The Indian healthcare sector has the potential to grow from Rs.10.72 lakh crore in 2016 to Rs.18.76 lakh crore by 2020, and correspondingly, the MedTech industry from Rs.9380 crore 2016 to Rs.93800 crore in 2022. This can be realized only if the MedTech industry rises to the challenge and delivers. The industry will need to leapfrog over the current infrastructural, skill-based, geographical, and affordability constraints. Stakeholders will need to deviate from adopting the conventional route for creating adequate physical infrastructure, building a medical and paramedical resource base, and achieving high-quality standards for that would require huge investments and timelines which a developing country like India can ill afford. This is very well brought out in a recently released CII–Deloitte study.

The industry needs to bridge the distance between the care provider and the patient, helping patients in remote areas access specialist and specialized equipment present in large cities far away. Technological advancements in the fields of health monitoring and diagnostics can help in detecting health issues early on thereby reducing overall cost of care and enhancing wellness levels of the society. Similarly, technological interventions are rapidly increasing the precision and efficacy of treatment modalities, improving clinical outcomes. The industry will need to customize its business models in line with the requirement of the market and have a segment-wise strategy toward manufacturing.

The Indian manufacturers will need to strengthen their current focus on using frugal innovation techniques to create affordable devices; design products resulting in cost reduction while retaining the core functionality; make devices that are easy to operate even by unskilled technicians; and create compact and energy efficient devices, which can be deployed even in small centers in remote areas.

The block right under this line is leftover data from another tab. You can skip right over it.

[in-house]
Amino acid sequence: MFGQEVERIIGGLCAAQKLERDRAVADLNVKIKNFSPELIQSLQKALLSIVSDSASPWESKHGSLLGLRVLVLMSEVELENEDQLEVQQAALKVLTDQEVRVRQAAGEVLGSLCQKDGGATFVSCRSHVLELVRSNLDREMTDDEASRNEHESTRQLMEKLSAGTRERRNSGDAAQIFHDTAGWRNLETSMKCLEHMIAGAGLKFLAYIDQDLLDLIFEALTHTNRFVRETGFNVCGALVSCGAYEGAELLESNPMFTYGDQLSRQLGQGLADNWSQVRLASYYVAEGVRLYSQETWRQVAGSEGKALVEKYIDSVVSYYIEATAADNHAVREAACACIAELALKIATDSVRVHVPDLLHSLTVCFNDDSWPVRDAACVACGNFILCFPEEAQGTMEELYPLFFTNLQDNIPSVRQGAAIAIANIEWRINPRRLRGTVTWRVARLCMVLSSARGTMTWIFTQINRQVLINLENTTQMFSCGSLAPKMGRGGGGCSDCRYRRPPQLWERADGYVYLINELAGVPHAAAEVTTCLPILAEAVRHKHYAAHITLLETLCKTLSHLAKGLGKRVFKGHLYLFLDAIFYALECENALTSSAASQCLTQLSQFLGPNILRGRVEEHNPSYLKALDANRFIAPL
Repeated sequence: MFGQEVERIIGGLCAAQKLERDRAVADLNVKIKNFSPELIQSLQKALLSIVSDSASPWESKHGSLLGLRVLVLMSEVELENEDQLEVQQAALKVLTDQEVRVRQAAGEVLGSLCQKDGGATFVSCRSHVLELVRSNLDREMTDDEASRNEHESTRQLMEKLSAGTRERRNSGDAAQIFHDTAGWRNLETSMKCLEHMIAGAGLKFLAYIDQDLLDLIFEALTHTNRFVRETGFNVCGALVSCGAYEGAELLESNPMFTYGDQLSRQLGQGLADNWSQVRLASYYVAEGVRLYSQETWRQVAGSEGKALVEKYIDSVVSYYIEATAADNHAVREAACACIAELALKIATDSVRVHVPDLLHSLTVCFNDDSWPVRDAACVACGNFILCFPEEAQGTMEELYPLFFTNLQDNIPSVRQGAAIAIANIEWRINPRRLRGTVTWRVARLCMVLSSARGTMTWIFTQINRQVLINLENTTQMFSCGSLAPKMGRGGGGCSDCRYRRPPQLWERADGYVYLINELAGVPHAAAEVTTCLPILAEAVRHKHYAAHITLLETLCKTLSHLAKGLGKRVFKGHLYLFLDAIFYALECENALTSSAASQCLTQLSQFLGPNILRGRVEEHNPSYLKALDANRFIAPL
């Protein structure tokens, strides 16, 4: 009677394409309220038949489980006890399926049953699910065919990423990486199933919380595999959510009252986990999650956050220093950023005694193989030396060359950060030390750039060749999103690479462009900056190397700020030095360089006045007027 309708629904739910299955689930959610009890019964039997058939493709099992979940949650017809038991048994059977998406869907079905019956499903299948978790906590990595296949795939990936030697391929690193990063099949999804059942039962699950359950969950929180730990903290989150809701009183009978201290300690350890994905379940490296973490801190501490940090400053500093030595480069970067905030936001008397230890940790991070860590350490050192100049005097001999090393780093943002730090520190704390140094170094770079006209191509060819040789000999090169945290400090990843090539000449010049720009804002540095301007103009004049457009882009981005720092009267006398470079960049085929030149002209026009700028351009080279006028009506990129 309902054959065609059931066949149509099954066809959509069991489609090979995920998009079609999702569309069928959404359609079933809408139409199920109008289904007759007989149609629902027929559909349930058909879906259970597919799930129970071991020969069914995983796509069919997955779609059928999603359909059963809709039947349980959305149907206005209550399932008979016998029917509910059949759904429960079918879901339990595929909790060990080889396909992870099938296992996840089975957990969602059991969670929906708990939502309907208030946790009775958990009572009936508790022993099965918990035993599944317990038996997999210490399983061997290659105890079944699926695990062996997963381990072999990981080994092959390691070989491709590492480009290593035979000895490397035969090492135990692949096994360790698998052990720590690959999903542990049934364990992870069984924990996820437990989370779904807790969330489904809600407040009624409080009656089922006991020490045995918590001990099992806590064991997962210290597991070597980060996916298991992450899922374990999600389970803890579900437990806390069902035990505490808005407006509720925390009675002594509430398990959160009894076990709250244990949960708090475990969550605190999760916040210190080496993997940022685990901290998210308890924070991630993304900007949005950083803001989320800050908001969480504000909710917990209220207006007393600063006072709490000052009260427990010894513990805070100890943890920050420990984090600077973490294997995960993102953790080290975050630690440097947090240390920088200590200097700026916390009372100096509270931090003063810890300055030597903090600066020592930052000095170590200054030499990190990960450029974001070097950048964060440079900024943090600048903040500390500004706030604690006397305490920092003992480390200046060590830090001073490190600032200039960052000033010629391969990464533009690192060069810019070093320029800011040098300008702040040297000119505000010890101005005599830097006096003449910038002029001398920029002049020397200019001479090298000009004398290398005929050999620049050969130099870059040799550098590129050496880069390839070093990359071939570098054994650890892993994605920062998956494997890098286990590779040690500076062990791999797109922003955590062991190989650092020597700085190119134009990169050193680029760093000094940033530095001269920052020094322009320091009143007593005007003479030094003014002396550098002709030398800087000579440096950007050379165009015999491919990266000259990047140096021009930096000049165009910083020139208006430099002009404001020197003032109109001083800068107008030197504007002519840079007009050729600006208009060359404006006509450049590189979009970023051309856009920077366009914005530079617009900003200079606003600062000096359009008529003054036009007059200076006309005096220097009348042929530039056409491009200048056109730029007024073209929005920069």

The role of the government in creating an enabling regulatory landscape and an ecosystem that draws investment from both domestic and international players, cannot be undermined. The PPP (public–private partnership) model to extend healthcare services will also indirectly provide the requisite impetus.

A challenging, yet exciting path ahead! And on this note, we wish our readers a Happy Diwali!


From the Editor's Desk

Anju Arora

Anju Arora is the founder and managing director of ADI Media Private Limited, a business-to-business (B2B) information provider. ADI Media’s B2B products include Medical Buyer, Communications Today, Broadcast & CableSat, and TV Veopar Journal

She is an Economics Honors graduate from Lady Shri Ram College, New Delhi and PGDP from Indian Institute of Foreign Trade. She has also participated in the OPM Key Executives Program at Harvard Business School.

Anju Arora is also the co-founder and executive director on the Board of ADI BPO Services Limited, the majority shareholder in MPS Limited, listed on all the major India stock exchanges and a Macmillan company till 2011.

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